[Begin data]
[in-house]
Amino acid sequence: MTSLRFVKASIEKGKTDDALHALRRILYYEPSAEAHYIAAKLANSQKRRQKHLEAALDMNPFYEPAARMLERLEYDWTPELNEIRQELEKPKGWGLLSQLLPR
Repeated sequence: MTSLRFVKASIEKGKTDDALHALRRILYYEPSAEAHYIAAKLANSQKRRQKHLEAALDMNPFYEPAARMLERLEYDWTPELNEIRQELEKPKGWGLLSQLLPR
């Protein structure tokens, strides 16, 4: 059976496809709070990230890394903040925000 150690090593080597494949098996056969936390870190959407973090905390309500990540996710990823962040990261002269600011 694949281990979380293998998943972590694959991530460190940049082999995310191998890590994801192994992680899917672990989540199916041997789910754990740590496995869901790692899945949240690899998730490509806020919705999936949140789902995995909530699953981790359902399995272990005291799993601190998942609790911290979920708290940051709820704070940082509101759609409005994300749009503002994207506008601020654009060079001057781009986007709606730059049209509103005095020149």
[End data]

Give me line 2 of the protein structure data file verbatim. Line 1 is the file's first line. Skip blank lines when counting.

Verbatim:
Amino acid sequence: MTSLRFVKASIEKGKTDDALHALRRILYYEPSAEAHYIAAKLANSQKRRQKHLEAALDMNPFYEPAARMLERLEYDWTPELNEIRQELEKPKGWGLLSQLLPR